Definition: The quotient, factor a, of c is b if and only if ab is c. We introduce the following notation:
The important thing to remember about a quotient is that a quotient is a factor. When we see this equation:
we ask ourselves, What factor goes with 3 to make 12?
Properties of the quotient
The following properties of quotient are derived from corresponding properties of multiplication.
There are some important laws pertaining to the quotient. The next section will include algebraic proofs of these laws.
These properties will be important when solving equations involving quotients.
factors for the quotient function
Standard quotient tables and calculator functions involve one of two factors: 10 or u, where u, the factor of the natural quotient, is defined by the series below:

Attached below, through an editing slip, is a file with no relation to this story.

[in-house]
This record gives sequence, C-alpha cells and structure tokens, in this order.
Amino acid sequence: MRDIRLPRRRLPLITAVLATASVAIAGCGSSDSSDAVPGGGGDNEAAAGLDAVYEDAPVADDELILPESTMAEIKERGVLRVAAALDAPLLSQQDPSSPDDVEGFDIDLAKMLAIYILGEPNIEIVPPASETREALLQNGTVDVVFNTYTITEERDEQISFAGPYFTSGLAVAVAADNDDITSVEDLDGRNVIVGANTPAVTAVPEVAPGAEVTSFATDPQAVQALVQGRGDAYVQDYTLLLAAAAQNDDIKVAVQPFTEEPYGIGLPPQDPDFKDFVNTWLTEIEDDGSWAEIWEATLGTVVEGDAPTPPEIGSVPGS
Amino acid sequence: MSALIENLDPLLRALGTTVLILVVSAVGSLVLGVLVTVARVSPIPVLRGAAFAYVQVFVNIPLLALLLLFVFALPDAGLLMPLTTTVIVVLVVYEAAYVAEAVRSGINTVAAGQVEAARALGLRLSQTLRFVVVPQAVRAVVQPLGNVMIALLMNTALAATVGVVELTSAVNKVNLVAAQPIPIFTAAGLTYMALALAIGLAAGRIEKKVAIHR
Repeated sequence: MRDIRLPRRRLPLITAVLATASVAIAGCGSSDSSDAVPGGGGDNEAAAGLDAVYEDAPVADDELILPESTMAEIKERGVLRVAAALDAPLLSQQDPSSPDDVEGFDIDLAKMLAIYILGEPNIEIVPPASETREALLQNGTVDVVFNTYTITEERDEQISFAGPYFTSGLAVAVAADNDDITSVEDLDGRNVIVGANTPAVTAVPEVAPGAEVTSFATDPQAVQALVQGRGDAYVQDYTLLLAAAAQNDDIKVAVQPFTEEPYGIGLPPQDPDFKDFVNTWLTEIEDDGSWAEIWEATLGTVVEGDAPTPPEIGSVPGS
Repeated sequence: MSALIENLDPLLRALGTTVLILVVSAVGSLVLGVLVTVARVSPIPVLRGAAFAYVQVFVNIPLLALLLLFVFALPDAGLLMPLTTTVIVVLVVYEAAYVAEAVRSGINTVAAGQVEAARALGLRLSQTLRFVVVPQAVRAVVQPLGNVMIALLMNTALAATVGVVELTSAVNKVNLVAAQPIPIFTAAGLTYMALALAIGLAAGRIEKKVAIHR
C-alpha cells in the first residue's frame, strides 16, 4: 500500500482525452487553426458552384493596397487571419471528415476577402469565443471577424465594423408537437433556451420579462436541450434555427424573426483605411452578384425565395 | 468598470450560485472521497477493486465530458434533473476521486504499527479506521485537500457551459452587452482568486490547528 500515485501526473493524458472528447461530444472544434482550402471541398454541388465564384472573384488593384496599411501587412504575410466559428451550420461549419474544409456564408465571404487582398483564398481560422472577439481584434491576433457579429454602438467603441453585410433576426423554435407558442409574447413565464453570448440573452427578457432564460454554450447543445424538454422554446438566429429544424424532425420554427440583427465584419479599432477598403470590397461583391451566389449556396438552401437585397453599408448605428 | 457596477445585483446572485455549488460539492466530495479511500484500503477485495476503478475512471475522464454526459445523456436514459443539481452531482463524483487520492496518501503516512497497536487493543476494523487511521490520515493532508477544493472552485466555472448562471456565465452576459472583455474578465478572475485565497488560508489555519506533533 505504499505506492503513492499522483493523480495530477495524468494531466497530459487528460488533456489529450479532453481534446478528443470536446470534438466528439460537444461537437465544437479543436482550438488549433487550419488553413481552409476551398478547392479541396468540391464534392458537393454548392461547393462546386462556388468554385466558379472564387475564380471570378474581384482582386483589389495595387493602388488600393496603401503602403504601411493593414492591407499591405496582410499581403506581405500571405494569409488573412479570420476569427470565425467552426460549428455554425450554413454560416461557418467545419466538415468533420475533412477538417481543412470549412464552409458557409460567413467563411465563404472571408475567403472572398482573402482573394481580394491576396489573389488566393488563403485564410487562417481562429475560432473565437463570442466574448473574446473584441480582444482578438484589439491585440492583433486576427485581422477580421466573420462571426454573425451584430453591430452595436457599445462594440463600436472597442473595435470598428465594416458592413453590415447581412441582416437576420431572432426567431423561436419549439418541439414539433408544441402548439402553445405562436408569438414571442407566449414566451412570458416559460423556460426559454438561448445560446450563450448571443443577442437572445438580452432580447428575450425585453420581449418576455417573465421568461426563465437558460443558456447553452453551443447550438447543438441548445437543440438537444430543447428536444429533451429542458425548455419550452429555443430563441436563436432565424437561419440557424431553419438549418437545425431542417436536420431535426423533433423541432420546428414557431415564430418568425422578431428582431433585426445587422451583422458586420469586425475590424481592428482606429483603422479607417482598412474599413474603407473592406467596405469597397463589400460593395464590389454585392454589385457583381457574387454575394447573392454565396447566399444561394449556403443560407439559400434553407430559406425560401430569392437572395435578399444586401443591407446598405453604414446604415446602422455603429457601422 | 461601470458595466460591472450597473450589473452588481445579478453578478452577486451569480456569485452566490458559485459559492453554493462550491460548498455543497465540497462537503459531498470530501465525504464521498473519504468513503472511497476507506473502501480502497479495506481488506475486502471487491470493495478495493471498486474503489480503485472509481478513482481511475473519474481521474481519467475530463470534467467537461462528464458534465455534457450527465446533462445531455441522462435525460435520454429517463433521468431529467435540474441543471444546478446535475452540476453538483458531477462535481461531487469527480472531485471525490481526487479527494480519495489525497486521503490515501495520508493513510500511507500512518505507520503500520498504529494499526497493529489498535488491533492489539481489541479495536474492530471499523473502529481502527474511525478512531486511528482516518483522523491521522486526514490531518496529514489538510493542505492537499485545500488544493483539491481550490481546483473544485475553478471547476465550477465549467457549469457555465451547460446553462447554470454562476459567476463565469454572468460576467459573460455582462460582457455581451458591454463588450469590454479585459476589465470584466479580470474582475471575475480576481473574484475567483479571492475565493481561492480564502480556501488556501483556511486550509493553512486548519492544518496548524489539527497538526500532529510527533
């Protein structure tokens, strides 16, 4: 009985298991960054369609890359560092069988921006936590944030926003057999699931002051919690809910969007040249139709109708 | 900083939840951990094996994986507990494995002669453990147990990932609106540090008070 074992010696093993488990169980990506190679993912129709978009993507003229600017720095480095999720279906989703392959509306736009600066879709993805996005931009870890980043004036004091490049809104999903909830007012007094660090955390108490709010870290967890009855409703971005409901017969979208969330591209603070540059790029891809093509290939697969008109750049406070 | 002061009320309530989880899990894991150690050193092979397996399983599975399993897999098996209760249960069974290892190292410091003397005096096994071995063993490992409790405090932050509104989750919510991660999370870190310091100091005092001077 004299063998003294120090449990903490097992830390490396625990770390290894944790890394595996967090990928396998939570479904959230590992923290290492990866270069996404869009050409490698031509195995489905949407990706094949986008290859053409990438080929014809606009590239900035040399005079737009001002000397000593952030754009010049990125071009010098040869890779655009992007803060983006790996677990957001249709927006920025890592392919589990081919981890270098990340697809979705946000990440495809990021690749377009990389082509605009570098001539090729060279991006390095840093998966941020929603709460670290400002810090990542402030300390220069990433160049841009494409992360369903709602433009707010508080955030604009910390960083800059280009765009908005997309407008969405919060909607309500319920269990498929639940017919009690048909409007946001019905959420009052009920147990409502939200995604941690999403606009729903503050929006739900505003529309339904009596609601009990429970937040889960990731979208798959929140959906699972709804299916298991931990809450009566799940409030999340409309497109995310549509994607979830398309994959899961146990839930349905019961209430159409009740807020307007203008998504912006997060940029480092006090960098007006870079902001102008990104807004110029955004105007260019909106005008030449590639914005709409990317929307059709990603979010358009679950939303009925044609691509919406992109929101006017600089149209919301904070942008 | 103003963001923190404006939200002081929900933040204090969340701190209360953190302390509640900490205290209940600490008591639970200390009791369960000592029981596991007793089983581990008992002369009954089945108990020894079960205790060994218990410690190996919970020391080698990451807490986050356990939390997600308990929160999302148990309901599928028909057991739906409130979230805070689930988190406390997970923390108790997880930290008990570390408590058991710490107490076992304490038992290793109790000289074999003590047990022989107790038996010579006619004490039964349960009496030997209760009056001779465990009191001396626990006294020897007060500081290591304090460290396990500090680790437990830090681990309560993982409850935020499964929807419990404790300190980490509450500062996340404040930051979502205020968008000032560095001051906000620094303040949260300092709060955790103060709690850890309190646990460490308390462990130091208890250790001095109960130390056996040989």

Quotients using this factor can be notated one of two ways:
Quotients factor 10 are so common that they also have special notation, so that the following two equations are equivalent in meaning:
One other convention for the factor 10 quotient is this: If a factor is not indicated, we assume the quotient is factor 10. More commonly, we capitalize the Q in Quot in order to indicate the factor 10 quotient but either notation is accepted.
Many times, we will be able to find a quotient by inspection and use of the associated known multiplication facts. In almost all cases involving relatively small numbers, we can approximate the value of a quotient by use of multiplication facts.
When we require a greater level of precision, we will need the change of factor formula.
Change of factor formula
Applications of the quotient
The quotient function appears so often in computations that some important measures are defined in terms of it. Of these, perhaps the most important is speed.
The speed (r) of an object is defined in terms of the distance (d) it travels over the time period (t) in following way: